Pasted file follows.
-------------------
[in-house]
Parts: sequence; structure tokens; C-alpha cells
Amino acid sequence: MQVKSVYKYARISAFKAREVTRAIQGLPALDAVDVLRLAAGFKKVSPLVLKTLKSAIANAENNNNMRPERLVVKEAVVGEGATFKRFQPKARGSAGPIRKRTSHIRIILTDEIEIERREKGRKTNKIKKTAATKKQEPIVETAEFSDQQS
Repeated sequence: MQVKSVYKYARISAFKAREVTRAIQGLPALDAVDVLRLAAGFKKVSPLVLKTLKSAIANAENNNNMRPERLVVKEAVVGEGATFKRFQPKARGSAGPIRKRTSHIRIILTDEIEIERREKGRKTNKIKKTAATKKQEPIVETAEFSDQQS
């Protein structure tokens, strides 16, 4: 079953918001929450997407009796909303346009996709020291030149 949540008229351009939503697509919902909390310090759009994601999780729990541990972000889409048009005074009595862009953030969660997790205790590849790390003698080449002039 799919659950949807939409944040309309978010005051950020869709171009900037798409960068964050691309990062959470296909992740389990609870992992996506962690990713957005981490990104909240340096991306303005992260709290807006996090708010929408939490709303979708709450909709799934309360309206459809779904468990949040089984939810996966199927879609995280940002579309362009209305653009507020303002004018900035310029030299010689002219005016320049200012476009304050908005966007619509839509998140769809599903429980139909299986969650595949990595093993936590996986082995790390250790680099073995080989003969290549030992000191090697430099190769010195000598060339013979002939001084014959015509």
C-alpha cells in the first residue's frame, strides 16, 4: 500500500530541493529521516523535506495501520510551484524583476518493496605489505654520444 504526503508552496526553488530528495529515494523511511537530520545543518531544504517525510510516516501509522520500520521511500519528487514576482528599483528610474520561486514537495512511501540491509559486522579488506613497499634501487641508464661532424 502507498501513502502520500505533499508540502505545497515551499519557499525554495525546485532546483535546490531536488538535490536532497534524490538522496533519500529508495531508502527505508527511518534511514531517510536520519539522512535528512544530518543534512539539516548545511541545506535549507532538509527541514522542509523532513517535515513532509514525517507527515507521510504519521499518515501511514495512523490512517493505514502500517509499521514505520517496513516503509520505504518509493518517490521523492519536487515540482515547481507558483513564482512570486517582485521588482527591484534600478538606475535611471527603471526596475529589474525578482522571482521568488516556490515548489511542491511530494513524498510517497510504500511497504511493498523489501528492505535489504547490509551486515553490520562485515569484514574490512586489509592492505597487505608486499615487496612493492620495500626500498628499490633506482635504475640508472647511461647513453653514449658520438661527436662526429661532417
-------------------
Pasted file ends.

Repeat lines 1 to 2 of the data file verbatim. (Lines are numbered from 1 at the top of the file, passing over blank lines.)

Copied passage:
[in-house]
Parts: sequence; structure tokens; C-alpha cells